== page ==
Tag Archives: fantasy

Teaser Tuesday

Teaser Tuesday: Children of Earth and Sky

Teaser Tuesdays is a weekly bookish meme, hosted by MizB of Books And A Beat.

I’m so excited to be able to read this book through NetGalley.com!

My Teaser

Teaser Tuesday: Children of Earth and SkyChildren of Earth and Sky by Guy Gavriel Kay
Genre: Fantasy / Historical Fiction
Publisher: NAL (May 10, 2016)
Find the Author on Twitter and Facebook
Available on Goodreads and Amazon

“It was why she had a chance to do what she was out here to do tonight. She wasn’t, Danica knew, an especially conventional young woman.”
~location 297 on my Kindle (4%)

Description

From the small coastal town of Senjan, notorious for its pirates, a young woman sets out to find vengeance for her lost family. That same spring, from the wealthy city-state of Seressa, famous for its canals and lagoon, come two very different people: a young artist traveling to the dangerous east to paint the grand khalif at his request—and possibly to do more—and a fiercely intelligent, angry woman, posing as a doctor’s wife, but sent by Seressa as a spy.

The trading ship that carries them is commanded by the accomplished younger son of a merchant family, ambivalent about the life he’s been born to live. And farther east a boy trains to become a soldier in the elite infantry of the khalif—to win glory in the war everyone knows is coming.

As these lives entwine, their fates—and those of many others—will hang in the balance, when the khalif sends out his massive army to take the great fortress that is the gateway to the western world…

Want to Play Along?

Anyone can play along! Just do the following:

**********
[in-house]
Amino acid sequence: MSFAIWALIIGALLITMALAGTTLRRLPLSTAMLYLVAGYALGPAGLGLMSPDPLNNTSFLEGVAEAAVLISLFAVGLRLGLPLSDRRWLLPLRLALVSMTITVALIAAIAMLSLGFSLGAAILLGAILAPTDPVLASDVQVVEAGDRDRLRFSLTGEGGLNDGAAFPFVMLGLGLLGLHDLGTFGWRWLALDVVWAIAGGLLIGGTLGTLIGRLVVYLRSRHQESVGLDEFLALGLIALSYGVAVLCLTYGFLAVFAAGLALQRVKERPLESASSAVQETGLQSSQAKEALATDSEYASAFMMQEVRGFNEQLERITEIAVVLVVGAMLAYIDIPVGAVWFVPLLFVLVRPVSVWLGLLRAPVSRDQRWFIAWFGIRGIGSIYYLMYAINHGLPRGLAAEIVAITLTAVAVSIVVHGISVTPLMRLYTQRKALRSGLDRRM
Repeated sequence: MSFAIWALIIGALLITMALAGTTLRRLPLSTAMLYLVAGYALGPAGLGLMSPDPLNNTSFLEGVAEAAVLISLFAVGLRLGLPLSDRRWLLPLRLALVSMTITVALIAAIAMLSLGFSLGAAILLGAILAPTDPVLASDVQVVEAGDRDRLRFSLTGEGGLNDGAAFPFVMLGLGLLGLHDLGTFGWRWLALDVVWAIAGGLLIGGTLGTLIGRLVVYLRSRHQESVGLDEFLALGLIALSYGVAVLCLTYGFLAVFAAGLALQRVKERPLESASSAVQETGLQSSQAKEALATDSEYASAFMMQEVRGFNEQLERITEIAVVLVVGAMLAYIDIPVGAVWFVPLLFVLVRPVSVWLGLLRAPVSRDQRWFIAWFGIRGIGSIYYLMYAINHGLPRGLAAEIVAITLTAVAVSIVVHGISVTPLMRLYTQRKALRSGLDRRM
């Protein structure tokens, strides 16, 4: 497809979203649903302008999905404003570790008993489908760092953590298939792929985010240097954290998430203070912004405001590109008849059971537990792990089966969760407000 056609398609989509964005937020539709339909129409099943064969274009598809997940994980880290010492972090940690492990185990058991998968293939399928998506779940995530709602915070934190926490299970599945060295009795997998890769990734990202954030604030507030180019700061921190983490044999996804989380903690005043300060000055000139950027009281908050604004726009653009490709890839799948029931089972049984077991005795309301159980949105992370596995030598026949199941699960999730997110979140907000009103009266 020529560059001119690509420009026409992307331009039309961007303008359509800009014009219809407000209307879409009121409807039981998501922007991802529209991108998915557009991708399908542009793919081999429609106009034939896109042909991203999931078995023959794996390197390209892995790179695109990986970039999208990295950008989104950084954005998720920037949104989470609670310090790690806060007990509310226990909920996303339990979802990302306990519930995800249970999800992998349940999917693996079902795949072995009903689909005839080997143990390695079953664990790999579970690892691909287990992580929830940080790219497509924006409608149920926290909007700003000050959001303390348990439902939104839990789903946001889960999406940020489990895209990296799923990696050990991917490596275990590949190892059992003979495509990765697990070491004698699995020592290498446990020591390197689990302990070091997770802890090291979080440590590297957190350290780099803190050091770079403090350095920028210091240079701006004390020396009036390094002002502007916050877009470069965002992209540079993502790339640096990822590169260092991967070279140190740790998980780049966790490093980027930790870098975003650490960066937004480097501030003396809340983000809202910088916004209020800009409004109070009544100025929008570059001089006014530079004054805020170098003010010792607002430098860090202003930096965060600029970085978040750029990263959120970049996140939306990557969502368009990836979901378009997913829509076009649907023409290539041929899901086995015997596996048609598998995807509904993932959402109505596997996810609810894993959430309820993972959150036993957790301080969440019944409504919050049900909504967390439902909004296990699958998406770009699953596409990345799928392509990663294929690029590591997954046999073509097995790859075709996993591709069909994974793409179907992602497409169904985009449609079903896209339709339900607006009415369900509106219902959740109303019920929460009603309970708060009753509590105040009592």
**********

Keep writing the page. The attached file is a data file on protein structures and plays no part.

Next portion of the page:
▪ Grab your current read
▪ Open to a random page
▪ Share two (2) “teaser” sentences from somewhere on that page
▪ BE CAREFUL NOT TO INCLUDE SPOILERS! (Make sure that what you share doesn’t give too much away! You don’t want to ruin the book for others!)
▪ Share the title & author, too, so that other TT participants can add the book to their TBR Lists if they like your teasers!

What are you reading?

Disclosure of Material Connection: Some of the links in this post are “affiliate links.” This means if you click on the link and purchase the item, I will receive an affiliate commission. I am disclosing this in accordance with the Federal Trade Commission’s 16 CFR, Part 255: “Guides Concerning the Use of Endorsements and Testimonials in Advertising.”
Teaser Tuesday

Teaser Tuesday: Dragon Fate

Dragon Fate by J.D. HallowellTeaser Tuesday: Dragon Fate
Genre: Teen & YA Fantasy
Series: War of the Blades
Publisher:
 Smithcraft Press
Find the Author on Twitter, Goodreads, and Facebook

“I know the difference between a bird and a dragon. I was raised in a kingdom that is unfortunate enough to have three of those damned beasts in residence.”

~location 1839 on my Kindle (27%)

Teaser Tuesdays is a weekly bookish meme, hosted by MizB of Books And A Beat.
To play along just do the following:

  • Grab your current read
  • Open to a random page
  • Share two (2) “teaser” sentences from somewhere on that page
  • BE CAREFUL NOT TO INCLUDE SPOILERS! (Make sure that what you share doesn’t give too much away! You don’t want to ruin the book for others!)
  • Share the title & author, too, so that other TT participants can add the book to their TBR Lists if they like your teasers!

 

Disclosure of Material Connection: Some of the links in this post are “affiliate links.” This means if you click on the link and purchase the item, I will receive an affiliate commission. I am disclosing this in accordance with the Federal Trade Commission’s 16 CFR, Part 255: “Guides Concerning the Use of Endorsements and Testimonials in Advertising.”

 

A Drift of Quills: Books We Love #5 (The Woodcutter, A Hero's Curse)

A Drift of Quills: Books We Love (#5)

“Books We Love” is a recurring topic for A Drift of Quills. Sometimes there’s a feast, and sometimes there’s a famine… Does that ever happen to you? Luckily, we’ve got a couple of tasty tidbits to whet your appetite!

A Drift of Quills

On to the Books!

A Drift of Quills: Books We Love #5 (The Woodcutter, A Hero's Curse)

At the beginning of the year I joined the Goodreads’ Reading Challenge. I started out with a bang, burning through 14 books in a little over two months. Last month? Not so much, though I’ve started several. In order for my “read” to be counted for the challenge, I actually have to finish it, and there have been some books that I’ve set aside. (Gently, because I love my Kindle—Otherwise, I’d have thrown them across the room in frustration.)